March 17


Scotland in Middle Ages: Architecture

Hello my wonderful readers!

Scotland has a long history of art, architecture, great men and women! However, in this article, we are going to talk only about the architecture of Scotland in the Middle Ages! I am pretty sure you’re going to like this one!

Scotland’s architecture dates back thousand of years. For example, as we have learned in another article, one of Europe’s most complete Neolithic village, Skara Brae, was found in Scotland. It dates back to 6000 years ago!

Skara Brae, a Neolithic settlement, located in the Bay of Skaill, Orkney. Image source.

But, of course, architecture has progressed quite a lot since then. One of the most important periods of the architectural history of Scotland is the Middle Ages. During that time, the country had buildings left from the departure of Romans in the early 5th century, that natives evolved continuously, until the adoption of Renaissance style in the early 16th century.

Vernacular buildings

Let’s start with the housing, shall we?

In Medieval Scotland, housing buildings used to be vernacular. They used cruck construction, employing pairs of curved timbers to support the roof, but these were at most times hidden from view. Especially in rural areas, they would use turf to fill in the walls, but unfortunately, this material wasn’t very long-lasting. They would have to rebuild this every two to three years! Imagine building your house again and again? Oh my!

The Moirlanich Longhouse is a blackhouse built in the nineteenth century in the traditional manner with a cruck frame. Image source: Wikipedia.

After the 12th century, burghs started developing. These were towns that were granted certain privileges from the Crown, and they would often have distinctive patterns in their buildings. They would have a palisade around them (a fence or defensive wall, typical in Celtic villages), and most of them also had a castle! They also included a market place, often marked by a mercat cross, and houses with elaborate styles for the nobles and high-ranking individuals.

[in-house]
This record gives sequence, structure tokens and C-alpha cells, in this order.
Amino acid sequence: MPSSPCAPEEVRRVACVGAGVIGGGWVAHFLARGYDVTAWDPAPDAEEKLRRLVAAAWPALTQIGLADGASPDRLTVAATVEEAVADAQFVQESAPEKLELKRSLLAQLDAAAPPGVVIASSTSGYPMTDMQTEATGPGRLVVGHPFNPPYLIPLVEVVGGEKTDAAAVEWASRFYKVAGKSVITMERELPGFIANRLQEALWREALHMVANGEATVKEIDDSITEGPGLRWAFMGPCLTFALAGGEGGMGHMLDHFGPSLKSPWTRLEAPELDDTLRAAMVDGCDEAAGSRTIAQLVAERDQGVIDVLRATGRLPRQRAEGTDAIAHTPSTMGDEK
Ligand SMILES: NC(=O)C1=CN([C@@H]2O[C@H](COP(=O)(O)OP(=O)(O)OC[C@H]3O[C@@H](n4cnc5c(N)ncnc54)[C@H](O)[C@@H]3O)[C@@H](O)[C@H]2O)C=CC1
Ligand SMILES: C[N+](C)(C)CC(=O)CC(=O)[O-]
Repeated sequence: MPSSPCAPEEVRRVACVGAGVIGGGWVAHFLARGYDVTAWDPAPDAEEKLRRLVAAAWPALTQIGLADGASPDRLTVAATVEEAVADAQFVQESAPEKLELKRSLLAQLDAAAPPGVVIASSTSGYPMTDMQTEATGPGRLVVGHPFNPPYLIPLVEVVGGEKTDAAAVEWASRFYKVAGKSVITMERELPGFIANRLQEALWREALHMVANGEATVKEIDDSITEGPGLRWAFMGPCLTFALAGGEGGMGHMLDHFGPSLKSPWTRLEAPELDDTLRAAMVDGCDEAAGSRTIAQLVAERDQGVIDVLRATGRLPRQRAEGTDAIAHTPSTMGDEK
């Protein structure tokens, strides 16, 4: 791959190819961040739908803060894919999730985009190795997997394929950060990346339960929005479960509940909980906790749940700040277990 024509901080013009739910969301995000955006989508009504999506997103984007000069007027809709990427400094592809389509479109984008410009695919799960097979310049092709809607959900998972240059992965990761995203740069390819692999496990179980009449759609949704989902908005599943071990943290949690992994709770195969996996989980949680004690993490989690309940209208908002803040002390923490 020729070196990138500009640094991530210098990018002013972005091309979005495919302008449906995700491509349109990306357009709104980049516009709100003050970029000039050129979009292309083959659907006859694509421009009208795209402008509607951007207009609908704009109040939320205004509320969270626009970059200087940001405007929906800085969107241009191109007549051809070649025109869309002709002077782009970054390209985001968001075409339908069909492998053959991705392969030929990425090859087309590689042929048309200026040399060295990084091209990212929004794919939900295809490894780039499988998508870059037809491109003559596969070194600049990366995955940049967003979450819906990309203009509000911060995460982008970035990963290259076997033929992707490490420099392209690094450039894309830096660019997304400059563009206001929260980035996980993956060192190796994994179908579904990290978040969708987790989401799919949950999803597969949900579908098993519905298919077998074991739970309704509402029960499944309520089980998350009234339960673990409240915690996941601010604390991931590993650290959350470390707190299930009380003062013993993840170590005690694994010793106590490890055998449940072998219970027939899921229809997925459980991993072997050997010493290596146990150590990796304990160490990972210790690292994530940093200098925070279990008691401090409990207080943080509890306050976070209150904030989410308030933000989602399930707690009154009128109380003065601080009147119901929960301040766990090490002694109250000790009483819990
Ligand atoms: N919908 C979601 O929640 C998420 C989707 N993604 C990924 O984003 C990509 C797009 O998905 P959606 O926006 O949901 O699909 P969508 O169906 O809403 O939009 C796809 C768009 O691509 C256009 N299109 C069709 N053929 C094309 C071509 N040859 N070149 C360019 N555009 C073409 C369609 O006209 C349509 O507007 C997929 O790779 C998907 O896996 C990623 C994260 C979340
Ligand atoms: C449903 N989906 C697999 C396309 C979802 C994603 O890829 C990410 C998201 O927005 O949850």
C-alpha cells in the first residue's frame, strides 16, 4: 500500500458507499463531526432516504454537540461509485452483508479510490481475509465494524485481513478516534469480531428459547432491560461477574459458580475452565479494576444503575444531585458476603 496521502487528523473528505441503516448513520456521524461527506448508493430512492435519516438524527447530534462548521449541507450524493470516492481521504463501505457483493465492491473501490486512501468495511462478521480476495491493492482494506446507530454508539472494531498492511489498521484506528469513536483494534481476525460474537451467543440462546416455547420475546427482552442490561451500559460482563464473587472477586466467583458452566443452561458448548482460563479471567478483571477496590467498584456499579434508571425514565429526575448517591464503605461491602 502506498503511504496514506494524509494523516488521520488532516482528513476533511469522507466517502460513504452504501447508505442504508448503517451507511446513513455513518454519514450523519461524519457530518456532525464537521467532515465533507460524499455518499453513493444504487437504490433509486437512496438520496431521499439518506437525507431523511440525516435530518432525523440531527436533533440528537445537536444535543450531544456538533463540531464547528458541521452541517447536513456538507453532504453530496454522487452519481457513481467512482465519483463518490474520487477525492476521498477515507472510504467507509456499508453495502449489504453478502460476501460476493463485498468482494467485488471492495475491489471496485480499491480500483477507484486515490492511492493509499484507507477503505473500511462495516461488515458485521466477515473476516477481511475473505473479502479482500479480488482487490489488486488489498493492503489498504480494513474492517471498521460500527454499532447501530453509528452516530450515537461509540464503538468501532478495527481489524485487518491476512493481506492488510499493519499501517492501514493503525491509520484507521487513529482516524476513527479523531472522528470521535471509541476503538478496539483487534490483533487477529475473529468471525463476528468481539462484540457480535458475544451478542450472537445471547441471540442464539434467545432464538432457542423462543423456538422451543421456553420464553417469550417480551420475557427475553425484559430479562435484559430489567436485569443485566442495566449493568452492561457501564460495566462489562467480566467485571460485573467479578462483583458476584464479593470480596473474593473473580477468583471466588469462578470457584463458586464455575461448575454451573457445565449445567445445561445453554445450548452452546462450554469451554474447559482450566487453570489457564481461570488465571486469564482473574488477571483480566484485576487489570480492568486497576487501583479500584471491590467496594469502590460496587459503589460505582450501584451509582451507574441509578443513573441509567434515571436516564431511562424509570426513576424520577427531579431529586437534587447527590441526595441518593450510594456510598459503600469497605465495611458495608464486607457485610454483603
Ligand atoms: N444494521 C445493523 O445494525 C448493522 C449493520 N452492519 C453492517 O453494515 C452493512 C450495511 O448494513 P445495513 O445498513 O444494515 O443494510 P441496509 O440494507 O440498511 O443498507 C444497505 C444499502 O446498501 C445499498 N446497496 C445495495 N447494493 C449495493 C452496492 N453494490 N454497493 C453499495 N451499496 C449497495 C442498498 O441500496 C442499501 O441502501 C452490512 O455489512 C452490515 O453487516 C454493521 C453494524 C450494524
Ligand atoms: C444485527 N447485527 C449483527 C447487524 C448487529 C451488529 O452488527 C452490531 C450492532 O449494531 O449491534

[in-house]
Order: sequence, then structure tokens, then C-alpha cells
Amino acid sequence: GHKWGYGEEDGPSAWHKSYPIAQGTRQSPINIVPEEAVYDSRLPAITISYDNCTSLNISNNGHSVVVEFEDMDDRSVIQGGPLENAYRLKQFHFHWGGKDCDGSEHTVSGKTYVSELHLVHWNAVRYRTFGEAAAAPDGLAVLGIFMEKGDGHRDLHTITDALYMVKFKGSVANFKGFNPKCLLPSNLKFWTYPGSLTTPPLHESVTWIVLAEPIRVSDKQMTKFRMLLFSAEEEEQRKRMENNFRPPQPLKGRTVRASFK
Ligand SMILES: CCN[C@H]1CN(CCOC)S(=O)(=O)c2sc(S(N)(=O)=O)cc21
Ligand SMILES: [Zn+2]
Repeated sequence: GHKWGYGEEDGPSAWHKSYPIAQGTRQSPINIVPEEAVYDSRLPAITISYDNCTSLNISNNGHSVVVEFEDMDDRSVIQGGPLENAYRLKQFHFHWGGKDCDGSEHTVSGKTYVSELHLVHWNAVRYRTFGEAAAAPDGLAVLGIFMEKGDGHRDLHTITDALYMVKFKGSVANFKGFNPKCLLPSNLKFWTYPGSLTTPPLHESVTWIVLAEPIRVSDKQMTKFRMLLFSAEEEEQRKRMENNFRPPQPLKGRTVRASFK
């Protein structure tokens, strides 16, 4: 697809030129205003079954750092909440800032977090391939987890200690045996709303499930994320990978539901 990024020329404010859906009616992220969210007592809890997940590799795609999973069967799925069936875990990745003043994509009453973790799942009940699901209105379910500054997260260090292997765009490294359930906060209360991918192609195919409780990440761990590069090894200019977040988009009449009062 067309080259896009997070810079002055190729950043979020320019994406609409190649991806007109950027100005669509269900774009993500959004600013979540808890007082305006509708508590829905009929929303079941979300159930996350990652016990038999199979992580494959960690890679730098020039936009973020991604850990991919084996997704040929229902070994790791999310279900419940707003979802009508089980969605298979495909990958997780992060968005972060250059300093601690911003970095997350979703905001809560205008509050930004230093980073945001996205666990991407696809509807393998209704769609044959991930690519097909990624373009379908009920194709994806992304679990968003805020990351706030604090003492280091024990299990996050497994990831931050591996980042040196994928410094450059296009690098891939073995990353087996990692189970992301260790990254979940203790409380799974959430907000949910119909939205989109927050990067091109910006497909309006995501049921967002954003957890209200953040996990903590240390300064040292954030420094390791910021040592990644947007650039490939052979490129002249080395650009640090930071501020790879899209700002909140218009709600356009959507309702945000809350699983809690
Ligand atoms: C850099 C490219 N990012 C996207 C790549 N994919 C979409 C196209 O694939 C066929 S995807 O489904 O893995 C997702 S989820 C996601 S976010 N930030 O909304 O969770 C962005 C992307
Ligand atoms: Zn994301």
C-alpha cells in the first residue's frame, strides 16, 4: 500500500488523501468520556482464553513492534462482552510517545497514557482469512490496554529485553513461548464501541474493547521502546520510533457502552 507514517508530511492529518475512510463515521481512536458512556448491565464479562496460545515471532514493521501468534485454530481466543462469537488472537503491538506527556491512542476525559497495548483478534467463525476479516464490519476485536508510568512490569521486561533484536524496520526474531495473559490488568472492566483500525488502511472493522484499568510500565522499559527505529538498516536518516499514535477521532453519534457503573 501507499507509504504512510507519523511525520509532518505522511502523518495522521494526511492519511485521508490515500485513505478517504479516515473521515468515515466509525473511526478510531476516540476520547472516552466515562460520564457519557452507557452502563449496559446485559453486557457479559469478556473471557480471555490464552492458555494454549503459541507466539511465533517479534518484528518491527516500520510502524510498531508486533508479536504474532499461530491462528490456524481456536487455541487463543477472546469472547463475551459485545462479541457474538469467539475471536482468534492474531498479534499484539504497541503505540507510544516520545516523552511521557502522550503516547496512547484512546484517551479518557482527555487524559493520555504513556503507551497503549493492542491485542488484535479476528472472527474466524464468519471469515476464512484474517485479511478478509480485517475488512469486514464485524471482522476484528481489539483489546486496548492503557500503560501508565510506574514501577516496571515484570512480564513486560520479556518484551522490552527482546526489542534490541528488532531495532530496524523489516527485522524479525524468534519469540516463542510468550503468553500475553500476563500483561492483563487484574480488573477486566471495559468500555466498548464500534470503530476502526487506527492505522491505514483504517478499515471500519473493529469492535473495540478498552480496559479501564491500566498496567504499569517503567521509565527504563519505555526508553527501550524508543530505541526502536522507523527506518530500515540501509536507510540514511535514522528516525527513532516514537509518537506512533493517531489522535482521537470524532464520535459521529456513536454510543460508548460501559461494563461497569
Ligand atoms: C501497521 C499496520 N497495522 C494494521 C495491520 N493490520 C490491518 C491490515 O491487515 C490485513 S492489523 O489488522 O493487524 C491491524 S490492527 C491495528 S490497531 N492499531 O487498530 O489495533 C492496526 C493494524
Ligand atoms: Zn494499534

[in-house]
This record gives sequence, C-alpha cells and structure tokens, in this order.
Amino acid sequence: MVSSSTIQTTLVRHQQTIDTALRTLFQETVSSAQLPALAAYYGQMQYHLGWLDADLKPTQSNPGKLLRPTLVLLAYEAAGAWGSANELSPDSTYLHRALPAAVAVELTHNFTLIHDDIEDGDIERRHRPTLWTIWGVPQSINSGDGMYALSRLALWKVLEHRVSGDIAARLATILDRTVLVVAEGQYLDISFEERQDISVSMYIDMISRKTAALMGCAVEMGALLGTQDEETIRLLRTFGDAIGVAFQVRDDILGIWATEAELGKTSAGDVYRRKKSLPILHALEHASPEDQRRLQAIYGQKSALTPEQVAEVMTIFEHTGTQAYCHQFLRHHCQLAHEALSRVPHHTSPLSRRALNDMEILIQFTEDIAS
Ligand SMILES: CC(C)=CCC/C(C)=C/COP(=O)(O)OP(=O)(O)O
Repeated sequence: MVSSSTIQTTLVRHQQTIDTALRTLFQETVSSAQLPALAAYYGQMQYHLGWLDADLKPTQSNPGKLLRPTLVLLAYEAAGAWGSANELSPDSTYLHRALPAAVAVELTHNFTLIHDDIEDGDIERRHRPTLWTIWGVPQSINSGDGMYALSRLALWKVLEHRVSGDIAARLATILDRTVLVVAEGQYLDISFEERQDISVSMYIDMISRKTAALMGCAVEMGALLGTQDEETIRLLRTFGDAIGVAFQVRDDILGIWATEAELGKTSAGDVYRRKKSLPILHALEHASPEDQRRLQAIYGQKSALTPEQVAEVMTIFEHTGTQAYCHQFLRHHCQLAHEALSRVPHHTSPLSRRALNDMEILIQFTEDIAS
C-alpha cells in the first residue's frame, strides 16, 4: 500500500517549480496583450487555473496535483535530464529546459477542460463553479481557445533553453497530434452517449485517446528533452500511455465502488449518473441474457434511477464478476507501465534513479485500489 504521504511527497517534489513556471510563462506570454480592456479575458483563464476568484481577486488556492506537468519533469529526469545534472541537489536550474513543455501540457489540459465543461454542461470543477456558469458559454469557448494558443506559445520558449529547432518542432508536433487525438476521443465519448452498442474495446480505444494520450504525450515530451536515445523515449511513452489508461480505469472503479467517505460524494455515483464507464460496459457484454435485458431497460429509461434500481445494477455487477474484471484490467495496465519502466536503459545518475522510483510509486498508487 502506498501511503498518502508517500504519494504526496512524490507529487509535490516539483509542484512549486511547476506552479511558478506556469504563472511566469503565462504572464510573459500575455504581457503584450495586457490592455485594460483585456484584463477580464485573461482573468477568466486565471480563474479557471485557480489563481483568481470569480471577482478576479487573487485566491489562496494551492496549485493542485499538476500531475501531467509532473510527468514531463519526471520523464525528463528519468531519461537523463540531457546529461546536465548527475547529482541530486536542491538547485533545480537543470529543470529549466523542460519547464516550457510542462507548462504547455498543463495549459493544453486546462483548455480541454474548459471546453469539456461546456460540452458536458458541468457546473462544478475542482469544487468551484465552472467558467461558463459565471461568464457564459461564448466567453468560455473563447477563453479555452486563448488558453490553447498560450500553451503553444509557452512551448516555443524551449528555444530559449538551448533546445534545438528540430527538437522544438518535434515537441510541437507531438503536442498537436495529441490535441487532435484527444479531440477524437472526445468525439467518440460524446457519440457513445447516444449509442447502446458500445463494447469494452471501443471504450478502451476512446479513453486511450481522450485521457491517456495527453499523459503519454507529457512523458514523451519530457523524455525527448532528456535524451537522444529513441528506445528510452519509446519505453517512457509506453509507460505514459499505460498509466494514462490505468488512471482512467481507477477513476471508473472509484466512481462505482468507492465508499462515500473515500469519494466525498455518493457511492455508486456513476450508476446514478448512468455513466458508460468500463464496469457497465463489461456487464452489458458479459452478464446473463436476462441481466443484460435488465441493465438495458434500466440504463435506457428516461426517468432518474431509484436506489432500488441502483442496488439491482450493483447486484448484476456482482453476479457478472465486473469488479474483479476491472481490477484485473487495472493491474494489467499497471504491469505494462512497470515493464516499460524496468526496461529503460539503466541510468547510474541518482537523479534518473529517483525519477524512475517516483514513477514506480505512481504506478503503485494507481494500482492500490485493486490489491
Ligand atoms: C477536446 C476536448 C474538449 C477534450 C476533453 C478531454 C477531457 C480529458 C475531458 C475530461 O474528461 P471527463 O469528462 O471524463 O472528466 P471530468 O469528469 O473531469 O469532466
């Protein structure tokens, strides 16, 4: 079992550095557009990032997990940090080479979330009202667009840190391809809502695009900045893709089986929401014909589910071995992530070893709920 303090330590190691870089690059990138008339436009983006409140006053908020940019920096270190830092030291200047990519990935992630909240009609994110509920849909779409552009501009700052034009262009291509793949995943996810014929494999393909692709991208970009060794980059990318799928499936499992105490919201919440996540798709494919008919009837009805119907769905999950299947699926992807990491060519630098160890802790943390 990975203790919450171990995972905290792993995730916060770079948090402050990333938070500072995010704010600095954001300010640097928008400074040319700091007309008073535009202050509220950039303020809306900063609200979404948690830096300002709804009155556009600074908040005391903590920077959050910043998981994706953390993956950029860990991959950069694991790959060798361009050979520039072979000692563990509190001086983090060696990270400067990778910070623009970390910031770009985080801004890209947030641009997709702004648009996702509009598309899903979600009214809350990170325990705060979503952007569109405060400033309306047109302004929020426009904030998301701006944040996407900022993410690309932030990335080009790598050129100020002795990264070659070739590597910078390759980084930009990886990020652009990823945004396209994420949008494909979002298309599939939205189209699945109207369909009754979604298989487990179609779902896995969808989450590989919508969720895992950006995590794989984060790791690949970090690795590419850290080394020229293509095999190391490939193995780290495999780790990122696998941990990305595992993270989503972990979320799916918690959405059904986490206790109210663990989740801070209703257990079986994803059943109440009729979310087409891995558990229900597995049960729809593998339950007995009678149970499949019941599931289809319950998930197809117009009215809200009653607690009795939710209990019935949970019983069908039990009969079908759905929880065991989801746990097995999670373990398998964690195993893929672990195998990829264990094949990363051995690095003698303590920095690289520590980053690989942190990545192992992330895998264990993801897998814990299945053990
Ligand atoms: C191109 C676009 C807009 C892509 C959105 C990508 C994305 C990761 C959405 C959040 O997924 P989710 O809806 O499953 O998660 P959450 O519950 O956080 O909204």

However, most houses for the urban poor were completely destroyed 🙁

Rosslyn Chapel. Image source.


The introduction of Christianity came to Scotland from Ireland, around the 6th century. Church architecture had progressed a lot since then. It started with very simple, masonry-built churches. In the Highlands, the architecture was even simpler, and the churches would often be similar to simple houses or farm buildings!

The true colors of Scottish architecture were shown in churches of the Gothic style, starting in the 13th century. There are two prime examples, both built by French master-mason John Morrow: Glasgow Cathedral, and Melrose Abbey. The carvings at Rosslyn Chapel, created in the mid-fifteenth century, elaborately depicting the progression of the seven deadly sins, are considered some of the finest in the Gothic style.

Did you know? Scottish architecture, especially from the Renaissance period, was mostly influenced by Rome and the Netherlands, as a reaction against English forms. The Scots were opposing the English even using their buildings!

Melrose Abbey. Image source.


Who doesn't love castles? I certainly do so, very much!

Look for example at this magestic castle:

Caerlaverock Castle, a moated triangular castle, first built in the thirteenth century. Image source: Wikipedia

In the sense of a fortified structure for a Laird or a noble, castles arrived in Scotland in the 12th century. Elements of Medieval castles, royal palaces, and tower houses were used in the construction of Scots baronial estate houses, which were built largely for comfort, but with a castle-like appearance.

Elements of the Scots Baronial style would be revived from the late eighteenth century and the trend would be confirmed in popularity by the rebuilding of Balmoral Castle in the nineteenth century and its adoption as a retreat by Queen Victoria.